BOSTON -- Jarkko Ruutu of the Penguins still is not inclined to talk much about New York Islanders winger Chris Simon intentionally stepping on his foot in the Penguins' 3-2 victory at Nassau Coliseum Saturday night.
But NHL vice president Colin Campbell, who handles supplemental discipline for the league, had plenty to say about the incident yesterday, issuing Simon a 30-game suspension that is the longest fixed-term penalty in NHL history.
"The deliberate act of kicking an opponent with an exposed skate blade, especially where the opponent is in a vulnerable position, is and always has been a repugnant and totally unacceptable act in the game of hockey," Campbell said.
"In addition, while the act itself was extremely dangerous, the fact that this is the eighth incident requiring the imposition of supplementary discipline on Simon compelled me to impose a very severe penalty in this case."
Ruutu, who learned of the suspension after the Penguins' practice at Boston University's Agganis Arena, had a predictably tepid reaction.
"To be honest, I really don't have anything to say about the whole incident," he said. "Just kind of move on, play the game. That's the way I approach things. What happened in the past, happened. Just look ahead."
Simon, who had worked out a leave from the Islanders several days before Campbell's ruling came down, is eligible to resume playing Feb. 21.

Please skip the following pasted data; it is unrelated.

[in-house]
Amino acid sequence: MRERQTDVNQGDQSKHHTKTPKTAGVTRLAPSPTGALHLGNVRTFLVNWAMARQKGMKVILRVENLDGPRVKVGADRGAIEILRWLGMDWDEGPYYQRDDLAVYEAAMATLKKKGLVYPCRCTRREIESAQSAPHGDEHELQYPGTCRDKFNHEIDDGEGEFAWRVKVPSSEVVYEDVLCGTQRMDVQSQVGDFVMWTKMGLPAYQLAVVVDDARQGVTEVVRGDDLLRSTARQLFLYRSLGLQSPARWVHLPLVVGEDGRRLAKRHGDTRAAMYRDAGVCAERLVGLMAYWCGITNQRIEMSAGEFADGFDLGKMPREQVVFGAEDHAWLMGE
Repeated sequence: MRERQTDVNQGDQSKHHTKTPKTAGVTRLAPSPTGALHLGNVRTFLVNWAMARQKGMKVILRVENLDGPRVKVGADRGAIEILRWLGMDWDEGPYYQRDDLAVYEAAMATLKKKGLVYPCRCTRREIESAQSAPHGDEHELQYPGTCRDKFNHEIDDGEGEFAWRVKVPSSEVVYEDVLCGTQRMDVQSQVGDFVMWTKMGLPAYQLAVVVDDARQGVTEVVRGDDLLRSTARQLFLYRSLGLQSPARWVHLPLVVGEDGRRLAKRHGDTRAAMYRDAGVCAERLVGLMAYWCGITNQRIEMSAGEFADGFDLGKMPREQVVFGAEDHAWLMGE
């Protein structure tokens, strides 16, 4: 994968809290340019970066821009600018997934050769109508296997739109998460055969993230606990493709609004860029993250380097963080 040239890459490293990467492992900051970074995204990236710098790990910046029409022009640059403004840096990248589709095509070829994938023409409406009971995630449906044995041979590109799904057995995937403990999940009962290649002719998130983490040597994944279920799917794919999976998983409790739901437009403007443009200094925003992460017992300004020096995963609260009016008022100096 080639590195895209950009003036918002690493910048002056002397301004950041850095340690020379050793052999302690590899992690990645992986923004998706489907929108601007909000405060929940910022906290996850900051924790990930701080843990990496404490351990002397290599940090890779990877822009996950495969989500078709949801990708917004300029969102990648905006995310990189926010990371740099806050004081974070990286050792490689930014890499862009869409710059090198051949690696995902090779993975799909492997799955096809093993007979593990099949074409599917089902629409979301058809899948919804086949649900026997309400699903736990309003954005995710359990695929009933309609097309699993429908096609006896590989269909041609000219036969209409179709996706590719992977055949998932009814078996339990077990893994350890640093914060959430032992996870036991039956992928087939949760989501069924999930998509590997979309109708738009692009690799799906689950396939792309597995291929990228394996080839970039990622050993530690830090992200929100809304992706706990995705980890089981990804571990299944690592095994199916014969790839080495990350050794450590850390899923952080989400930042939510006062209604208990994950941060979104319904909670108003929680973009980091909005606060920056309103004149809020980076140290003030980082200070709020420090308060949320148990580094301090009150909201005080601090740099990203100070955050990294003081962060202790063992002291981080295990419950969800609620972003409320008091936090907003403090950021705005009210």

One of the most intriguing facets of the Penguins' next game against Philadelphia, set for Jan. 24 at the Wachovia Center, disappeared Tuesday evening, when the Flyers traded winger Ben Eager to Chicago for defenseman Jim Vandermeer.
Eager, a player who generally is easy to overlook, grabbed attention in the Flyers' 8-2 victory against the Penguins last Tuesday when he hit Penguins enforcer Georges Laraque with a flying elbow in the third period, then was pummeled by left winger Gary Roberts in a fight a few seconds later.
He picked up a little more after the game, when he was lurking near the Penguins' locker room and, after coach Michel Therrien's postgame session with reporters, loudly informed Therrien that he is "an idiot."
"I really wanted him and, on the 24th, I would have done everything to embarrass him, especially with what he did with the coach," Laraque said.
"We were all [angry] at him. Now that he's gone, I'm sure all the fans are disappointed, because he was the main focus and everything he did, we wanted to respond to it.
"Now, we still want to win, but it's different. They got rid of the main attraction."
Left winger Ryan Malone, who sat out the Penguins' 4-0 loss in New York Tuesday because of flu-like symptoms, was diagnosed with an infected cut in his leg and sent home.
He will not play tonight, and there is no indication when he will return. He is expected to miss at least the Penguins' home game against the Islanders at 7:38 p.m. tomorrow at Mellon Arena.
The Penguins also have returned forward Connor James, recalled from their minor-league team in Wilkes-Barre Saturday, to the Baby Penguins and promoted forward Jeff Taffe. He is 6 feet 3, 215 pounds and has 12 goals and nine assists in 27 games this season.